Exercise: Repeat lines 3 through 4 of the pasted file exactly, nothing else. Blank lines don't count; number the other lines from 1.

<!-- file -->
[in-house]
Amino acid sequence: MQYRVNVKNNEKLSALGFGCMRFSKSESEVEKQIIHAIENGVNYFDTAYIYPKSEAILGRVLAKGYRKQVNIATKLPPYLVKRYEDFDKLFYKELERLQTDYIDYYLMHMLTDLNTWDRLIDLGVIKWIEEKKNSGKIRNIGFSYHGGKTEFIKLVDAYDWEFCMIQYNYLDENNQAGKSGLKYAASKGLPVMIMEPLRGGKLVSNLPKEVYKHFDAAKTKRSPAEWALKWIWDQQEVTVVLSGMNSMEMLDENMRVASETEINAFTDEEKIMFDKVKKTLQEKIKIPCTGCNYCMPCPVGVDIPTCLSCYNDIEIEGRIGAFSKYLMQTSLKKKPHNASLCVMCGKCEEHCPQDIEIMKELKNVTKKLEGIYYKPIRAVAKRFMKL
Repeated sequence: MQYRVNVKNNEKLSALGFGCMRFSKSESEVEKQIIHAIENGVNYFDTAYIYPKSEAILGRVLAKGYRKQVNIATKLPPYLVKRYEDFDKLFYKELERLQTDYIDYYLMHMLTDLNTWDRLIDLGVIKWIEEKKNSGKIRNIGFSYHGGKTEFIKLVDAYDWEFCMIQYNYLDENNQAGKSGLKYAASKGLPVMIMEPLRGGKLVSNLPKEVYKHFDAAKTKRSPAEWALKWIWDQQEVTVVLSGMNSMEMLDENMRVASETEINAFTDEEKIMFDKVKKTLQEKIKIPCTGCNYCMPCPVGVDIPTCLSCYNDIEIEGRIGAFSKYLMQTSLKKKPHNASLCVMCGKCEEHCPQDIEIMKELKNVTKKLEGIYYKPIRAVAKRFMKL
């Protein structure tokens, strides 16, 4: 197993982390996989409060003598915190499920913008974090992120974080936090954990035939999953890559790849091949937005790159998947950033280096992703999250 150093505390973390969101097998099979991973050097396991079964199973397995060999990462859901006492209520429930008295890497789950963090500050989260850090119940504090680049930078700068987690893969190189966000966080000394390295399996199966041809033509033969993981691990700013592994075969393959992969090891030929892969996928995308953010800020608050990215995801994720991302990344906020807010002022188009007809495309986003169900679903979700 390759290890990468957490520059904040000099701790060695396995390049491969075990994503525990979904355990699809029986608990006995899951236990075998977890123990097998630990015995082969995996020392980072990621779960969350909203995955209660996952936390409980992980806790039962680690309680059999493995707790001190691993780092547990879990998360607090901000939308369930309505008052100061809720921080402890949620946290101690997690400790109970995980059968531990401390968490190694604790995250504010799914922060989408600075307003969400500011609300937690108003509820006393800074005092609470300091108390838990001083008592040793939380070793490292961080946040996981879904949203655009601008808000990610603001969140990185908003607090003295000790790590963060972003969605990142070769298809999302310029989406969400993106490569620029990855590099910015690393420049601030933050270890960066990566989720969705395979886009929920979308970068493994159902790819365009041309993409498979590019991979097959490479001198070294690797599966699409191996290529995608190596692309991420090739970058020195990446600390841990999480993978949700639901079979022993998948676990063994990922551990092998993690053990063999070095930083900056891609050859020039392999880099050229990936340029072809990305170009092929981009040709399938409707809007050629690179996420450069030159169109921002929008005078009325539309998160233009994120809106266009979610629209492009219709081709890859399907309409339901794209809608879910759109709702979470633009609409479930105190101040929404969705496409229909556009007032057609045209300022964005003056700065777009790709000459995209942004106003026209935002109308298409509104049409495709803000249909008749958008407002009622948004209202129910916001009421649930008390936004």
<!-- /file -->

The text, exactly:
Repeated sequence: MQYRVNVKNNEKLSALGFGCMRFSKSESEVEKQIIHAIENGVNYFDTAYIYPKSEAILGRVLAKGYRKQVNIATKLPPYLVKRYEDFDKLFYKELERLQTDYIDYYLMHMLTDLNTWDRLIDLGVIKWIEEKKNSGKIRNIGFSYHGGKTEFIKLVDAYDWEFCMIQYNYLDENNQAGKSGLKYAASKGLPVMIMEPLRGGKLVSNLPKEVYKHFDAAKTKRSPAEWALKWIWDQQEVTVVLSGMNSMEMLDENMRVASETEINAFTDEEKIMFDKVKKTLQEKIKIPCTGCNYCMPCPVGVDIPTCLSCYNDIEIEGRIGAFSKYLMQTSLKKKPHNASLCVMCGKCEEHCPQDIEIMKELKNVTKKLEGIYYKPIRAVAKRFMKL
């Protein structure tokens, strides 16, 4: 197993982390996989409060003598915190499920913008974090992120974080936090954990035939999953890559790849091949937005790159998947950033280096992703999250 150093505390973390969101097998099979991973050097396991079964199973397995060999990462859901006492209520429930008295890497789950963090500050989260850090119940504090680049930078700068987690893969190189966000966080000394390295399996199966041809033509033969993981691990700013592994075969393959992969090891030929892969996928995308953010800020608050990215995801994720991302990344906020807010002022188009007809495309986003169900679903979700 390759290890990468957490520059904040000099701790060695396995390049491969075990994503525990979904355990699809029986608990006995899951236990075998977890123990097998630990015995082969995996020392980072990621779960969350909203995955209660996952936390409980992980806790039962680690309680059999493995707790001190691993780092547990879990998360607090901000939308369930309505008052100061809720921080402890949620946290101690997690400790109970995980059968531990401390968490190694604790995250504010799914922060989408600075307003969400500011609300937690108003509820006393800074005092609470300091108390838990001083008592040793939380070793490292961080946040996981879904949203655009601008808000990610603001969140990185908003607090003295000790790590963060972003969605990142070769298809999302310029989406969400993106490569620029990855590099910015690393420049601030933050270890960066990566989720969705395979886009929920979308970068493994159902790819365009041309993409498979590019991979097959490479001198070294690797599966699409191996290529995608190596692309991420090739970058020195990446600390841990999480993978949700639901079979022993998948676990063994990922551990092998993690053990063999070095930083900056891609050859020039392999880099050229990936340029072809990305170009092929981009040709399938409707809007050629690179996420450069030159169109921002929008005078009325539309998160233009994120809106266009979610629209492009219709081709890859399907309409339901794209809608879910759109709702979470633009609409479930105190101040929404969705496409229909556009007032057609045209300022964005003056700065777009790709000459995209942004106003026209935002109308298409509104049409495709803000249909008749958008407002009622948004209202129910916001009421649930008390936004």